Lewis’ experiment in agriscience won at FFA sectionals during her junior year. It went on to win at districts on her birthday in March. A few weeks later is when COVID-19 hit, delaying the rest of the process. She learned about winning state in May. Online interviews for state came in August.
“I was a little nervous and not too confident about the (online) state interview,” Lewis said. “I thought everybody would have better projects for being up north. When I found out I won, I was ecstatic.”
Materials for nationals had to be submitted on July 15. “We had a long application process to go through that got critiqued really well,” she said.
According to the FFA web page, the National FFA Agriscience Fair recognizes seventh- through 12th-graders who gain real-world, hands-on experiences in agricultural enterprises. Students use scientific principles and emerging technologies to solve complex problems related to agriculture, food and natural resources. All national participants are selected as the state winner at their state agriscience fairs and earn national competition eligibility after being placed in the top 10 within their respective categories.
Lewis placed 12th in Plant Systems Division 5, which had 31 competitors. For both Bergmann, who has been at MCHS since 2012, and Smith, Lewis is their first FFA student to win on the national level in agriscience. They’ve had two past winners in national proficiencies.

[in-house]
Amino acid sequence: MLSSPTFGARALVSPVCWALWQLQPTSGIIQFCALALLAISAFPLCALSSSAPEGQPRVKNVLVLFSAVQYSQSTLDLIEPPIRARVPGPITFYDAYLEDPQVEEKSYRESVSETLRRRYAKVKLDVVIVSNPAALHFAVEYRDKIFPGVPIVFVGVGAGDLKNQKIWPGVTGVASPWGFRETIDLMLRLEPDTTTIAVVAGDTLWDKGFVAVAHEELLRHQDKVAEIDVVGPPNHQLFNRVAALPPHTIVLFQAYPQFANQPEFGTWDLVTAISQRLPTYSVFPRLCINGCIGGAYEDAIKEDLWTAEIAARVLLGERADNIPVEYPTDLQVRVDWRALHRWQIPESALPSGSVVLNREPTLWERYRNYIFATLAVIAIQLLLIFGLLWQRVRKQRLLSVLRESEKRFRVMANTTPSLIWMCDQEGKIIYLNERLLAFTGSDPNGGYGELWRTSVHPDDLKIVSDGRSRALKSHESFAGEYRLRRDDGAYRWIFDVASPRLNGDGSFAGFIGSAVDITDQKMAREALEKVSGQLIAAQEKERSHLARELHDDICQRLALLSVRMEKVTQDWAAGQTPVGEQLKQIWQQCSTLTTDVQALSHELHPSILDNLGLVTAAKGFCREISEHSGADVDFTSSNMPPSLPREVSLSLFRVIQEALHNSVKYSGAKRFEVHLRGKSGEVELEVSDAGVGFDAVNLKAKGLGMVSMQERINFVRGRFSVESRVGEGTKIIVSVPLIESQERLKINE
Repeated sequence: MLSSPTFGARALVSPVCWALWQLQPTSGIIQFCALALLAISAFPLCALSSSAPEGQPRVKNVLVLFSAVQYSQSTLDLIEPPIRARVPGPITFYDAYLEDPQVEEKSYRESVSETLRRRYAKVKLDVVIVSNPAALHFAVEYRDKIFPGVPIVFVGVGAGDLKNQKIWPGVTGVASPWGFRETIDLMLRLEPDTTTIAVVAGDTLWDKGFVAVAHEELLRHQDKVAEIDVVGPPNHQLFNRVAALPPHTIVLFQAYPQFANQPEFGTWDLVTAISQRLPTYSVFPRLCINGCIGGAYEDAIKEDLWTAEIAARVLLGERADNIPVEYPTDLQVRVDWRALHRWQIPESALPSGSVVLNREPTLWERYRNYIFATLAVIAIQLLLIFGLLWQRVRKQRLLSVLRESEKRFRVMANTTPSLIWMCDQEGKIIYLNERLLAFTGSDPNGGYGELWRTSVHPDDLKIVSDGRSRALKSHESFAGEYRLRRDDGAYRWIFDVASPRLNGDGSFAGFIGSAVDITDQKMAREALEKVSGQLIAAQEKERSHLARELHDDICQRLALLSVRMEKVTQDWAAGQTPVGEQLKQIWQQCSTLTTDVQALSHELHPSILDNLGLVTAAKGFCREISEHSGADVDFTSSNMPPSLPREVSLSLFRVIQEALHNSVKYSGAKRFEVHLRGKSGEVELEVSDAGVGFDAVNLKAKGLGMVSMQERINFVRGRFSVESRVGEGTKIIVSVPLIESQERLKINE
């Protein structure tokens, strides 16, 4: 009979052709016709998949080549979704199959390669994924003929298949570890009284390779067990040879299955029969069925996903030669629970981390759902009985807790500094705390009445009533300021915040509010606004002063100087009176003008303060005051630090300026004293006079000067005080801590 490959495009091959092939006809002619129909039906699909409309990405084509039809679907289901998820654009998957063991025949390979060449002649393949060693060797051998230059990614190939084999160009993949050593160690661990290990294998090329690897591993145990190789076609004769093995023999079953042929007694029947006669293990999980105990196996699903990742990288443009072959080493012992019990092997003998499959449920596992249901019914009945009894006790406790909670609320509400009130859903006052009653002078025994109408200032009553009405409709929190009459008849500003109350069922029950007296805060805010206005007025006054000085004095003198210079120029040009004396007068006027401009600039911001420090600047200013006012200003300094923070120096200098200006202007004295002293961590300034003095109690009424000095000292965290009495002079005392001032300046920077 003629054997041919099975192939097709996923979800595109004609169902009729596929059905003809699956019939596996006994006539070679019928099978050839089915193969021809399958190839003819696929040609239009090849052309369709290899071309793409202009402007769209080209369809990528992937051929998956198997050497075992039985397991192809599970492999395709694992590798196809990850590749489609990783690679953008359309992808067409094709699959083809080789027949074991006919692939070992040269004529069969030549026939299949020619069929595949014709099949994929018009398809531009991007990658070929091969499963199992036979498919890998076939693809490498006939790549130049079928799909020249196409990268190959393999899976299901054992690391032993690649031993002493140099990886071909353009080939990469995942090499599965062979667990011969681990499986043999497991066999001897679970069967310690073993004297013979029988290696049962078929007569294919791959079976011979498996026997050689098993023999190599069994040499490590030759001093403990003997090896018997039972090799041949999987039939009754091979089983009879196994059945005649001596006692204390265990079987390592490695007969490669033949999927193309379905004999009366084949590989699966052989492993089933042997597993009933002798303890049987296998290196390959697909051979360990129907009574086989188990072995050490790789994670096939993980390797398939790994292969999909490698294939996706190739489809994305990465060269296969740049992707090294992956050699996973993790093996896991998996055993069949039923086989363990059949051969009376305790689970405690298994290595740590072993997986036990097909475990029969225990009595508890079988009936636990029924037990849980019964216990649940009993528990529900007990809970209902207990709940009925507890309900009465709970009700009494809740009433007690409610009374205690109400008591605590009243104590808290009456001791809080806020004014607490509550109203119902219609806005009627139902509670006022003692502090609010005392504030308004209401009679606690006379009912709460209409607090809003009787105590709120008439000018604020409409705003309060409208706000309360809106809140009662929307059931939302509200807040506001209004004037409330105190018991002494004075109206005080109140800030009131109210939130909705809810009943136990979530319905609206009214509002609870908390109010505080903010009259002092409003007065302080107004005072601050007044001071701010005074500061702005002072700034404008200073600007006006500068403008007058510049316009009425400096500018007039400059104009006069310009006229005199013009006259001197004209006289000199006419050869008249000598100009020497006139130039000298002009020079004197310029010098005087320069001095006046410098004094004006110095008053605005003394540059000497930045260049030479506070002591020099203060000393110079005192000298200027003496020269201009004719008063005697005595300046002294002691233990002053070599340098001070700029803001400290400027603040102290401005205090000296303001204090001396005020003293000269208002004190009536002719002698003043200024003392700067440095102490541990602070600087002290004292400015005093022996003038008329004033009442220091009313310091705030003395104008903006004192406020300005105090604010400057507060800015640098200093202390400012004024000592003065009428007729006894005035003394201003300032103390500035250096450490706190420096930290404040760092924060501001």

Lewis said while she’d like to take a different approach to the project now, “it is difficult to do something on it this year because I can’t keep my towers at college, and I can’t constantly come here and look at them, and I don’t want to put it on Ms. Bergmann to be looking at them that much. It’s difficult to get another project going now with volleyball and school.”
Added to that next semester are internships at Marion FS as agronomy intern and at Grow Mark FS as an exploring agriculture internship. While she’ll be doing both at the same time, “they’re pretty well the same internship, but for Grow Mark, I’ll have to go to conferences, speak to leaders and write up reports after each month and a have a project on the side. I’m really looking forward to that. That will also help toward my American degree in the profit portion and the experience portion.”
Lewis received her state FFA degree this year. She’s currently working to meet the American FFA degree requirements, which includes having received state FFA degree; having at least three years of secondary agriculture; having graduated from high school at least 12 months prior; maintaining records; earning and productively invested $2,000 and worked 2,250 hours in excess of scheduled class time; and participating in at least 50 hours of community service. The American FFA degree, according to the website, demonstrates the effort FFA members apply toward their SAE and the outstanding leadership abilities and community involvement they exhibited through their FFA career.
In the meantime, Lewis has several other things to work on, like where she’ll get her four-year degree.
“It depends on where volleyball takes me,” she said, “But I’m still going to have an eye open for the right program to get into.”